Stangl, Franz – Austrian SS member born in 1908, who became a Austrian federal policeman after a short career as a weaver. He always maintained that he only joined the Nazi Party after Austria was annexed to the Third Reich in 1938, and that his registration number had been falsely back-dated by his colleagues so as not to create problems with the German authorities, but it is nonetheless clear that his SS number dates back to the much earlier clandestine period of the Austrian Nazi Party. He served at T4 – which ran the “Euthanasia” murder programme – at both Hartheim and Berneburg. He was promoted in 1942, and commanded the Sobibor death camp until a prisoner revolt led to its closure. After serving as commandant of Treblinka from September 1942 until August 1943 (overseeing the murders of some 900,000 Jews), he was transferred to Italy, where he served in anti-partisan formations in Trieste: there is also evidence of his activity at the San Sabba death camp. After the war, he escaped via the Vatican-inspired Italian “ratline” first to Syria and then to Brazil, where he openly lived under his real name until he was arrested in 1967 after being traced by Simon Weisenthal. He was extradited to Germany to stand trial, and was sentenced to life imprisonment in 1970. Aside the court records and evidence from survivors. Stangl’s life can also be reconstructed using the long series of interviews he gave in prison to writer Gitta Sereny, which formed the basis of her book “Into that Darkness”. He represents an important witness since he allows us to trace, from the inside, the mechanisms via which an ordinary person could transform himself into a vital cog in an extermination process. He died of heart failure in prison in June 1971.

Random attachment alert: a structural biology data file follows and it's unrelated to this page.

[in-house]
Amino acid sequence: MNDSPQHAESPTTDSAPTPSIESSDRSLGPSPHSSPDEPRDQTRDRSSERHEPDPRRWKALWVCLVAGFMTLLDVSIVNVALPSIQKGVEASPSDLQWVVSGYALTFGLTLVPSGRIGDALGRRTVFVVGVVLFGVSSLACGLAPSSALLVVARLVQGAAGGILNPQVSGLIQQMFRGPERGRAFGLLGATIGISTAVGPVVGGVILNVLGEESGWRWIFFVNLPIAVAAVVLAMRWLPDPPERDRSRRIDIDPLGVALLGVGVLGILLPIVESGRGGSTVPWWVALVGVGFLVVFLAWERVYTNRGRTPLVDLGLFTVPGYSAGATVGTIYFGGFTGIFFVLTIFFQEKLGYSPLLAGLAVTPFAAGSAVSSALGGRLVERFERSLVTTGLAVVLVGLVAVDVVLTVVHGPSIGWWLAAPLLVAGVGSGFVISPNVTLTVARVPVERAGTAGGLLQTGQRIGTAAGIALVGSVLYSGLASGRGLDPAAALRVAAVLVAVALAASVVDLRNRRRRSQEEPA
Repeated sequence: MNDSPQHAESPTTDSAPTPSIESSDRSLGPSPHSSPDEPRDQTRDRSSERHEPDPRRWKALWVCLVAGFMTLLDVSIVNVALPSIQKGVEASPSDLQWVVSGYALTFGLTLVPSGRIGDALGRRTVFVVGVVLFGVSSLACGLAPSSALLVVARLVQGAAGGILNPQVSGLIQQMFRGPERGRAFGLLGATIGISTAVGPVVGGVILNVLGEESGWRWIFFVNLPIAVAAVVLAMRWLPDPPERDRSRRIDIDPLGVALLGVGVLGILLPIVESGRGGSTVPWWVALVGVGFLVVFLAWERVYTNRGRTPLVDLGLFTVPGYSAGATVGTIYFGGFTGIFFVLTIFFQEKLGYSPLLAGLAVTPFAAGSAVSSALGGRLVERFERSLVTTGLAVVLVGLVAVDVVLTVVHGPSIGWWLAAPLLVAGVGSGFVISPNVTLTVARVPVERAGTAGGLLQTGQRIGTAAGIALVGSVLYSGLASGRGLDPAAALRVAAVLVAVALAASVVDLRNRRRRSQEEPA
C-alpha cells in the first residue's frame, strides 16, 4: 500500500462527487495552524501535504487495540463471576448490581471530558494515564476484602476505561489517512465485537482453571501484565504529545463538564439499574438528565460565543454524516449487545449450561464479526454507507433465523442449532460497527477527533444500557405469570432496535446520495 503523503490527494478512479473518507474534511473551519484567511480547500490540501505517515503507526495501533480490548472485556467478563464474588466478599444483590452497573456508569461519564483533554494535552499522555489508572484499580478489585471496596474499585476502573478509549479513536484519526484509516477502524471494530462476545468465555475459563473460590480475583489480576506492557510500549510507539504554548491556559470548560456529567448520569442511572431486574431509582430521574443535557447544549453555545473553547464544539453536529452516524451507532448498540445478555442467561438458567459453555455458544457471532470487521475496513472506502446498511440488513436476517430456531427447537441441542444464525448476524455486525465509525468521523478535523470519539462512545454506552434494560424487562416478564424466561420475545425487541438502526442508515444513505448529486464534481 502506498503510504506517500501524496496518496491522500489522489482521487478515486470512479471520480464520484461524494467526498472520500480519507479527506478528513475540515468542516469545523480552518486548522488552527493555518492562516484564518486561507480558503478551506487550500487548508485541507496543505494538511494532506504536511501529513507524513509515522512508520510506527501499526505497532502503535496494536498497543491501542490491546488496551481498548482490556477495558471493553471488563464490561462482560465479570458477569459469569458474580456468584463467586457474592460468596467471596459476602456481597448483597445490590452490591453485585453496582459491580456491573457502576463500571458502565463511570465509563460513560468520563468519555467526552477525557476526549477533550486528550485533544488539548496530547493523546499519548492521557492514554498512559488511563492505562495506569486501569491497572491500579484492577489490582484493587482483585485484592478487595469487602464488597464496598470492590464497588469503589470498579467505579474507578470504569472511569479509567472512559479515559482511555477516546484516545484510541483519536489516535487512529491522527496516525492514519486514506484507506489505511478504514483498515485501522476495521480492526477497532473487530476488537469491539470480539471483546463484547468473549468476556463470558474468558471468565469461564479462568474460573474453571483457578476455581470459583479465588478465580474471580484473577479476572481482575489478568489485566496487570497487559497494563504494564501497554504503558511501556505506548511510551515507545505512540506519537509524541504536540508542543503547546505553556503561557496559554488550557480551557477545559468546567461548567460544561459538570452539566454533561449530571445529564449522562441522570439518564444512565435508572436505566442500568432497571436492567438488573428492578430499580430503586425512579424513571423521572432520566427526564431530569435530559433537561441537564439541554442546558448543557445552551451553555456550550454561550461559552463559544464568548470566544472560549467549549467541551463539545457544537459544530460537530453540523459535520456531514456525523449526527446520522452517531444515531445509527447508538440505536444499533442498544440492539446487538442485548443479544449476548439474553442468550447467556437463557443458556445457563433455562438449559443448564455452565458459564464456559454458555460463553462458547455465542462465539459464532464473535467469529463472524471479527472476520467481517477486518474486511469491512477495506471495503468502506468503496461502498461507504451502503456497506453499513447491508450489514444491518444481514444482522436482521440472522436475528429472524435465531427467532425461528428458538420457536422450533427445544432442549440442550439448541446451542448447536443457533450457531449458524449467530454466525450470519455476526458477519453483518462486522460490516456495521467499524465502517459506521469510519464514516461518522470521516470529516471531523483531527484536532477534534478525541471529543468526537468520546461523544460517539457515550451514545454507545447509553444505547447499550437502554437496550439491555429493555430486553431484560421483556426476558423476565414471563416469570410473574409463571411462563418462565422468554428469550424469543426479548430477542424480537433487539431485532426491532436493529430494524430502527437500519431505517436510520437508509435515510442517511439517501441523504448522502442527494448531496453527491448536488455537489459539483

Strasse – German for “road”, also known as “Autobahn”, motorway), it referred to the periodic shaving of a 3-cm wide stripe on the back of a camp inmate’s head, such that escaped prisoners could be easily identified.
Stuck (plural Stucke) – German word meaning “piece”, a disparaging term used in the concentration camps to refer to a prisoner (used in counting inmates for transfers, formation of workdetails etc).
Sub-camp – the main Nazi concentration camps (known as the “Hauptlager” or “Stammlager”) had economic and territorial command over the areas in which they were located, including the creation of dependent sub-camps (known as “Nebenlager”), particularly after 1942, when prisoners were increasingly used as slave labour to produce war material. The sub-camps thus had production as their principal purpose. Some like Sachsenhausen and Dora-Mittelbau grew hugely in significance and ended up being main camps in their own right. Others would ultimately hold thousands of prisoners (such as Gusen) and were equipped with facilities that made them effectively autonomous (such as crematoria). Still others used modified schools or churches to house their prisoners. Generally, they would send their sick or ill prisoners back to their main camp. The numbers of sub-camps attached to any main camp could be very high: Dachau had 123 sub-camps, Buchenwald 174 (including external kommandos) and Stutthof over 40.
Tattoos – prisoner registration number tattooed onto the left forearm of inmates at Auschwitz and its associated camps (as well as being printed on prisoners’ uniforms). Men had the number tattooed on the outside of their forearm, women on the inside. Roma prisoners (“Gypsies”) had the letter “Z” preceding the number, and Jewish prisoners had the letter “A” (later changed to “B”).